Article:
Although recovery supports for youth and young adults generally have lagged in comparison to those for such services for adults, the Wheeler Clinic’s Connecticut Center for Prevention, Wellness, and Recovery in Plainville, Connecticut, is making strides toward closing that gap.
Two employees from the center will discuss their experiences at the upcoming virtual National Conference on Addiction Disorders.
Judith Stonger, MA, CPS, the center’s vice president of prevention, wellness and recovery, directs several programs, including the Connecticut Recovery Oriented Support System for Youth (CROSS) initiative and the Connecticut Opioid Misuses Prevention (COMP) project. Shayn Ember, PhD, is the center’s statewide youth recovery support coordinator. Ember coordinates the CROSS initiative, which provides mini grants to local agencies and community organizations to start SMART Recovery meetings for teens and young adults, SMART Family & Friends meetings for caregivers, and Alternative Peer Groups.
Stonger and Ember will present a session on establishing and maintaining a successful youth and young adult recovery support network. Ahead of the conference, the duo spoke with Addiction Professional about why recovery supports for young people have lagged behind those for adults, special considerations for building a recovery network for younger populations, and how they have adjusted during the COVID-19 pandemic.
Editor’s note: This interview has been edited for length and clarity.
Why have youth and young adult recovery supports traditionally lagged behind these services for adults?
Stonger: Youth and young adults have not always felt as comfortable as adults in some of the mutual support groups available.
Ember: Absolutely. For example, a lot of young people don’t feel comfortable going to a meeting where everybody there is 20 or 30 years older than them. Creating a space with their peers that is still facilitated by adults seems to work well, as well as the Alternative Peer Group piece. Even more than adults, teens have social needs when they are entering recovery. They can’t hang out with friends who are still using, but they also might not be accepted by peers who have never used substances. The Alternative Peer Group piece is a big component for them to have friends who are supportive of their recovery and also accepting of where they’ve been before.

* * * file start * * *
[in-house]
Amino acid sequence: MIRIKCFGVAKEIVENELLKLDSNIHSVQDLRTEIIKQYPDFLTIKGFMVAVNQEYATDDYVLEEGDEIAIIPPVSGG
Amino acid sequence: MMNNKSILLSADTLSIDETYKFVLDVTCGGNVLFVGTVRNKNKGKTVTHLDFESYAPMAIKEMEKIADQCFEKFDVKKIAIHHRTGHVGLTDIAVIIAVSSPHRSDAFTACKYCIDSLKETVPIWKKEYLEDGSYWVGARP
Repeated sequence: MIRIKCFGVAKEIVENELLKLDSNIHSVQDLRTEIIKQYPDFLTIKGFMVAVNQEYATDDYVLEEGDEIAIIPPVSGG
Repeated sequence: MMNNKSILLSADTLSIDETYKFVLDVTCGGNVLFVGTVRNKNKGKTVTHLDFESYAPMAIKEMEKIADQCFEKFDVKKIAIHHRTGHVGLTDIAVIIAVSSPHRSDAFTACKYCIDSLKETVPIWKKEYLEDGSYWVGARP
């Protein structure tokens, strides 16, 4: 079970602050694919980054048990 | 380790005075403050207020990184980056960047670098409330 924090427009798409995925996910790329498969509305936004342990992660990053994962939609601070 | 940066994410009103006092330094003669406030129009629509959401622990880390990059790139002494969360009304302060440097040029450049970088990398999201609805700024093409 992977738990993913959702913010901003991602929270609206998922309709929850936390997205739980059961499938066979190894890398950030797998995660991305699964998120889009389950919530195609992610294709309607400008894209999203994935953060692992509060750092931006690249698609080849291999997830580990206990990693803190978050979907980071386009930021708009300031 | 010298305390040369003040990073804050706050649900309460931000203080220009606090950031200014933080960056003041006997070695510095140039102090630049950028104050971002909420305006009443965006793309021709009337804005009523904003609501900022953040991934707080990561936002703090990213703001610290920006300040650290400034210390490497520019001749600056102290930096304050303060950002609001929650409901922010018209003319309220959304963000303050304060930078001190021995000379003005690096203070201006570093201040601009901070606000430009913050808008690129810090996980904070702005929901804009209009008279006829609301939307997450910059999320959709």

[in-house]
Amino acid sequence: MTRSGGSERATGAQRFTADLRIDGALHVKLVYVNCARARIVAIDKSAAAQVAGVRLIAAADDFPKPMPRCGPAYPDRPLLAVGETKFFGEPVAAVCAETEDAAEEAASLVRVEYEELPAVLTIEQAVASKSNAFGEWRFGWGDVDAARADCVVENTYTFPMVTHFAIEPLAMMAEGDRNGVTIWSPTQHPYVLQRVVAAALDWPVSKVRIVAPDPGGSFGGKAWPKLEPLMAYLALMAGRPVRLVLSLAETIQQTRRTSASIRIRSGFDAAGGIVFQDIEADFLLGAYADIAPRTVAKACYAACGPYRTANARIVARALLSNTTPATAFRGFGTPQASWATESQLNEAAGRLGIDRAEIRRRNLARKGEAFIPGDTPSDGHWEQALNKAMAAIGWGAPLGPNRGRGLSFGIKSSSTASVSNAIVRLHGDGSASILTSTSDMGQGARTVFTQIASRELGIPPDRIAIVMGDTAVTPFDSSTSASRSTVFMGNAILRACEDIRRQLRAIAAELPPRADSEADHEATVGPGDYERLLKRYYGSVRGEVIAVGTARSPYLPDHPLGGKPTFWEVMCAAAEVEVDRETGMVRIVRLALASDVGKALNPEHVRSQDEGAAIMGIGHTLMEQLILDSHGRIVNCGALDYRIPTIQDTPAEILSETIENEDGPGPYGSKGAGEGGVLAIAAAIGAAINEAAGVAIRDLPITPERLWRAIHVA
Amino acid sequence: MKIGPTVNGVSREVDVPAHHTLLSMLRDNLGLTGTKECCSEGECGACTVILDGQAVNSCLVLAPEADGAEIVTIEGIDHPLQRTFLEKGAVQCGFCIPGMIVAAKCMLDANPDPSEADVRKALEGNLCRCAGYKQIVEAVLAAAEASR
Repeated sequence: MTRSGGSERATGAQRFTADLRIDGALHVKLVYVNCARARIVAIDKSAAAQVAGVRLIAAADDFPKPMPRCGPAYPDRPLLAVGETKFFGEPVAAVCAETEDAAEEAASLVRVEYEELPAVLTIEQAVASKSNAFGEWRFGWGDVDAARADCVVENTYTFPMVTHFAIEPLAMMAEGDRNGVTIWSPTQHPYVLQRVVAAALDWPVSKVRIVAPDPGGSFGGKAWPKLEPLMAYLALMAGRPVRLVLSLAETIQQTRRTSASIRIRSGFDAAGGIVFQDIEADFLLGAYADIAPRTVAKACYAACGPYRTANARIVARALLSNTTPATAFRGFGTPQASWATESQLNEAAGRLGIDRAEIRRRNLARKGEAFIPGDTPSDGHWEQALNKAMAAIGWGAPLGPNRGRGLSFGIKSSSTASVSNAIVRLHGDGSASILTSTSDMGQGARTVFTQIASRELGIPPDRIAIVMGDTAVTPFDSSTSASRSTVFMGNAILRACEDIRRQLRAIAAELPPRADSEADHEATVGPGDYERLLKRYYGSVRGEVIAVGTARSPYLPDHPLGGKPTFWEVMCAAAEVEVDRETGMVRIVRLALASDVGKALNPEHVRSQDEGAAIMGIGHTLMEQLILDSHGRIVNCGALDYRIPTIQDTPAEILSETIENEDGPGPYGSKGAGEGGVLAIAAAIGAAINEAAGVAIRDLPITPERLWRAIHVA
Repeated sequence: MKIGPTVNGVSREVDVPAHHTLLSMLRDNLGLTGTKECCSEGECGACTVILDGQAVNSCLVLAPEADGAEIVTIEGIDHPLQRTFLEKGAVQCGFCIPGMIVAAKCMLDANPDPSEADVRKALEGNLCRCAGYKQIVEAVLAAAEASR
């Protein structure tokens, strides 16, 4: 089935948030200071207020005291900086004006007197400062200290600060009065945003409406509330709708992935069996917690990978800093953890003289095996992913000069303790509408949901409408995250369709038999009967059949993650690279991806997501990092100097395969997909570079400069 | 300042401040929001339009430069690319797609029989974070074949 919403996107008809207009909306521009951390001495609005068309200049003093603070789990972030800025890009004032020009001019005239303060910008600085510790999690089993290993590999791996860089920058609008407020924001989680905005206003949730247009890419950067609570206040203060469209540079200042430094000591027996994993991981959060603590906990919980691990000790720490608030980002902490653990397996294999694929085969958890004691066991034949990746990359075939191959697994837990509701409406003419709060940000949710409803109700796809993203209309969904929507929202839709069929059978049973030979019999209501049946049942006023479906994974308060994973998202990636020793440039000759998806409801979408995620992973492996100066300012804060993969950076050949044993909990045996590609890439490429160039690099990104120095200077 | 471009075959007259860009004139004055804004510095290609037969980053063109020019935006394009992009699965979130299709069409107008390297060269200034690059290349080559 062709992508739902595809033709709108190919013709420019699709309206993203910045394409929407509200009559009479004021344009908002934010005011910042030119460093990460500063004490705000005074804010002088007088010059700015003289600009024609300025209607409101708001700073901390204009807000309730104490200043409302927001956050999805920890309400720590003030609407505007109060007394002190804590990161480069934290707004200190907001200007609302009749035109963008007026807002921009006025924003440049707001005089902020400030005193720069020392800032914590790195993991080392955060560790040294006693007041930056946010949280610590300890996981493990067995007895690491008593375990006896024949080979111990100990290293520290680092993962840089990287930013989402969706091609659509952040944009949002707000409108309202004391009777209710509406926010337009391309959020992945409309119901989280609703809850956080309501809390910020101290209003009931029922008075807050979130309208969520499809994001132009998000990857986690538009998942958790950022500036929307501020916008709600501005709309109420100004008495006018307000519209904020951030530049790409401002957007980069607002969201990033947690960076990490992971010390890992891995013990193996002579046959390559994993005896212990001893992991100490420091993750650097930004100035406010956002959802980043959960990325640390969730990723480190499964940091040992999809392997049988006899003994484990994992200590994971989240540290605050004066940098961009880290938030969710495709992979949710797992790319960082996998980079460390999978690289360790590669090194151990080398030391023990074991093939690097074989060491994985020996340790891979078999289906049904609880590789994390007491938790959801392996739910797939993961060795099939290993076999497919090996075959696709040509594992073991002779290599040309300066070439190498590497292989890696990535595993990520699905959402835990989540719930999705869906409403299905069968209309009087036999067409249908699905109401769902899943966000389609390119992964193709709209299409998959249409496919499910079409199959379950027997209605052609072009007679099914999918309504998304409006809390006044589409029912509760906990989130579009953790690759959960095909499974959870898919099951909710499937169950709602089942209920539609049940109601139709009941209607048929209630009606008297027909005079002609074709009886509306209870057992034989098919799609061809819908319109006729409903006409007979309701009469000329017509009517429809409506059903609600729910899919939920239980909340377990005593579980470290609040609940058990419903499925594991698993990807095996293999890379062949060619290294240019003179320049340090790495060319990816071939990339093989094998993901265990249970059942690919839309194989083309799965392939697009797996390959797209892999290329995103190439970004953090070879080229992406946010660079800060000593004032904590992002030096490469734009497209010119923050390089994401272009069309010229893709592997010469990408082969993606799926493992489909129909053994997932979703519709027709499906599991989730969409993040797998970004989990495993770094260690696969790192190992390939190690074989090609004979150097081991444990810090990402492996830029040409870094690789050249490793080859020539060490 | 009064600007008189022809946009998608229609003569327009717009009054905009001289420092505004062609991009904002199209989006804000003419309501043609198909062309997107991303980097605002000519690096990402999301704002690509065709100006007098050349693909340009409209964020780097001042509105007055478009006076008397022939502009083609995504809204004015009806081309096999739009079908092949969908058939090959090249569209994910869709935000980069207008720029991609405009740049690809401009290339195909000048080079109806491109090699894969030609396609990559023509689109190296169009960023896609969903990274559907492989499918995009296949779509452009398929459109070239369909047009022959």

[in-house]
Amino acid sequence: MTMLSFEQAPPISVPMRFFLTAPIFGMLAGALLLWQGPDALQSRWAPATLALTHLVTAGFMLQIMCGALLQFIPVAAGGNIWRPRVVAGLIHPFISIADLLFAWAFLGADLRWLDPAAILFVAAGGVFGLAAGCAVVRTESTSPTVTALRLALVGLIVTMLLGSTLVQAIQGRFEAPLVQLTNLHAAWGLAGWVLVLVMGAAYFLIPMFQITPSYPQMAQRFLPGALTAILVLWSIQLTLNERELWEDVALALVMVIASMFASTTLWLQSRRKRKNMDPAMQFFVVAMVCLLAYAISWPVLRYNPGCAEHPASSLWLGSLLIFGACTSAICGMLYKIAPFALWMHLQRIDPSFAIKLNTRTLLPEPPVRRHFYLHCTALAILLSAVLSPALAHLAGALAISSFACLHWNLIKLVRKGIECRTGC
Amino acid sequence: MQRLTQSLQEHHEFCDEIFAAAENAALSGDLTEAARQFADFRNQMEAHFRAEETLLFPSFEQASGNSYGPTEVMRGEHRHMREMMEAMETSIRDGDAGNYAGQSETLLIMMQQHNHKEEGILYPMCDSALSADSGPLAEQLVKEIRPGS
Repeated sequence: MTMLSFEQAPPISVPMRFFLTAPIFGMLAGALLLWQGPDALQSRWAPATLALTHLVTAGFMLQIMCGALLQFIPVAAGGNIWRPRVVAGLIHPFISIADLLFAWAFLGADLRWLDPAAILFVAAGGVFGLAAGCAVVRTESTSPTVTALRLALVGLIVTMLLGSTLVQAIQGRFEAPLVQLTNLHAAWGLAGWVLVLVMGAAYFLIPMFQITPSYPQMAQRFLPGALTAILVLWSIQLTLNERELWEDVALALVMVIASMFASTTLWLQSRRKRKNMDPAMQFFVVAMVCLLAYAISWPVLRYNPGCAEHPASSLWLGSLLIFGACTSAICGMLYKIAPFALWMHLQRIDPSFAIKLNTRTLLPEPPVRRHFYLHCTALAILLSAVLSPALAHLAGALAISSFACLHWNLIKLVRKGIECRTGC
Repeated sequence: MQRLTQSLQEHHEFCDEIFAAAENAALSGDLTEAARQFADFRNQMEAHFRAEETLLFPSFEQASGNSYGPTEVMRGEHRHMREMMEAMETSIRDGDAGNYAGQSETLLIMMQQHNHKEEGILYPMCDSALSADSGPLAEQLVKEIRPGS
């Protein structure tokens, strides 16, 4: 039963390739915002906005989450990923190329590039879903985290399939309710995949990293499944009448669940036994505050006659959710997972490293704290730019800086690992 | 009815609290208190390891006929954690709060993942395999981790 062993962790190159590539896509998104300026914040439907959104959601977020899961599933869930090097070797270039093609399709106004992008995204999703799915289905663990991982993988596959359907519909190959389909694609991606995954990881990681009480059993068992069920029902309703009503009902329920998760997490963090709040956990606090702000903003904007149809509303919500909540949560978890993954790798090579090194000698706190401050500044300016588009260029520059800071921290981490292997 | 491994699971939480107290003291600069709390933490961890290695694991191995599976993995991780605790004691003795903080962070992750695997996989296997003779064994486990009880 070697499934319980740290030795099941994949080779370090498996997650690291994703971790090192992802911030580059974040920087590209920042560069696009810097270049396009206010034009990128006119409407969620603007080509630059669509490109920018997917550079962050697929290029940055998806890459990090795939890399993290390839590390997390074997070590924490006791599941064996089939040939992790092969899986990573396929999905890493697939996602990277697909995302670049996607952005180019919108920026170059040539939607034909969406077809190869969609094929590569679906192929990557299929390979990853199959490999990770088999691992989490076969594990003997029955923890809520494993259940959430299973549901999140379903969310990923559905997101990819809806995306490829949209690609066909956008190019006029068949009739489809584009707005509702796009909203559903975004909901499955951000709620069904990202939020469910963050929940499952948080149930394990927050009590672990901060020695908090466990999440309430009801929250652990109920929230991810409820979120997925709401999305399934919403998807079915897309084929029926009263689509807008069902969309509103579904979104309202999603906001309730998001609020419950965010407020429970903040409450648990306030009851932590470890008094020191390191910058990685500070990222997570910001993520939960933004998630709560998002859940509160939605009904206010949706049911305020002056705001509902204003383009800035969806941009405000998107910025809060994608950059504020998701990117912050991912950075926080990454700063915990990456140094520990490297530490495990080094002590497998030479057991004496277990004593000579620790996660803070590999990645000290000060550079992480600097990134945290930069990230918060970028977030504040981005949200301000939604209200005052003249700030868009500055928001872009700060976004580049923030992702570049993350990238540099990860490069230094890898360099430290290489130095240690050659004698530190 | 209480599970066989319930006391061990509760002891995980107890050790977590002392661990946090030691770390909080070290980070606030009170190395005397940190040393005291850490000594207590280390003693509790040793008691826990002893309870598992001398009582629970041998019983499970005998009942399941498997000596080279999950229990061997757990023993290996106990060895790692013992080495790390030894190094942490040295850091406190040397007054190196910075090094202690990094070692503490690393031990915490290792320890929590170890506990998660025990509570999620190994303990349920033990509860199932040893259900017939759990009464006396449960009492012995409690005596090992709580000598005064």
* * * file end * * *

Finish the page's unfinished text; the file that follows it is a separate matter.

Are there other special considerations that should be applied when building a recovery network specifically for young people?
Stonger: From the beginning, we felt very strongly about having youth involvement in the entire process. In a meaningful way, we wanted to involve youth in recovery. Finding out what will be meaningful to youth, what they want to do in terms of Alternative Peer Groups, where they feel like they would like to meet…all of these details of our initiative were led by young people.
Ember: It's not like youth are a monolith, but in general, one of the reason SMART Recovery groups were picked as the type of care support group was because they allow cross talk, and in fact, it’s encouraged. That means the teenagers and young adults are helping each other learn the tools and apply them to their problems, whether it’s substance use specifically or other issues that affect their recovery. Taking a more youth-friendly approach where even the structure of the meeting is designed more from how young people prefer to interact. That reduces barriers. They don’t have to come in and behave in a way they don’t want to behave. They’re able to feel comfortable.
Has COVID-19 impacted the work you’ve been doing on this front in any way?
Ember: All of the groups have moved online because of COVID-19. Even the Alternative Peer Groups have moved online. It has been interesting seeing the creativity of the different network members and from the teenagers and young adults. SMART Recovery meetings work really well online, it turns out. Some sites are considering continuing to meet online. At least for some people, it reduces barriers. The Alternative Peer Groups have done some creative things like contests and games so they still have that peer social support without being able to meet in person.
Stonger: The virtual environment is very comfortable for youth. In some cases, throughout our agency we are finding that engagement and retention is improved with certain populations, including youth, where they don’t have to worry about a ride and they can feel more free. They are more comfortable with technology. We’re all very pleasantly surprised by how well the peer support network has been able to continue the youth recovery support network. … SMART Recovery had online options before the pandemic, so it may be new to some of the groups, but the concept of online SMART Recovery groups is not new. I could see moving forward the virtual environment being more prevalent.